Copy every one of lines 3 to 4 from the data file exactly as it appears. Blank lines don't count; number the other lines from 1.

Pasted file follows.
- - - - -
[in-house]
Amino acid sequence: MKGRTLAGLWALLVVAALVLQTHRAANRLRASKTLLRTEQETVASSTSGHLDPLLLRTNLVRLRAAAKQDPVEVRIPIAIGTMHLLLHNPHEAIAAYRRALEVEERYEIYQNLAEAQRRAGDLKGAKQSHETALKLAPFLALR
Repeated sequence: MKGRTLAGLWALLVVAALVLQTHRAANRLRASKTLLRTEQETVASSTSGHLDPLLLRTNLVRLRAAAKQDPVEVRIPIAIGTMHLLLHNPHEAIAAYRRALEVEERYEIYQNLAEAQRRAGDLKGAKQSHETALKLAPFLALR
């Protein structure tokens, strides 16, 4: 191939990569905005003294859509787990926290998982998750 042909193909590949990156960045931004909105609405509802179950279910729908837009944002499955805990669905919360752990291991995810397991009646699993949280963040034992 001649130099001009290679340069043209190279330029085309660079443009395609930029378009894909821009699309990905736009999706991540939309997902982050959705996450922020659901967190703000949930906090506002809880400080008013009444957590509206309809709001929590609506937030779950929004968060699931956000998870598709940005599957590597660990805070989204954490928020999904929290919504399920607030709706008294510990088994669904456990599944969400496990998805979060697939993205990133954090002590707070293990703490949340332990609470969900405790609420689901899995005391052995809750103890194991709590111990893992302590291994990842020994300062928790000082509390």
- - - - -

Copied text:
Repeated sequence: MKGRTLAGLWALLVVAALVLQTHRAANRLRASKTLLRTEQETVASSTSGHLDPLLLRTNLVRLRAAAKQDPVEVRIPIAIGTMHLLLHNPHEAIAAYRRALEVEERYEIYQNLAEAQRRAGDLKGAKQSHETALKLAPFLALR
């Protein structure tokens, strides 16, 4: 191939990569905005003294859509787990926290998982998750 042909193909590949990156960045931004909105609405509802179950279910729908837009944002499955805990669905919360752990291991995810397991009646699993949280963040034992 001649130099001009290679340069043209190279330029085309660079443009395609930029378009894909821009699309990905736009999706991540939309997902982050959705996450922020659901967190703000949930906090506002809880400080008013009444957590509206309809709001929590609506937030779950929004968060699931956000998870598709940005599957590597660990805070989204954490928020999904929290919504399920607030709706008294510990088994669904456990599944969400496990998805979060697939993205990133954090002590707070293990703490949340332990609470969900405790609420689901899995005391052995809750103890194991709590111990893992302590291994990842020994300062928790000082509390």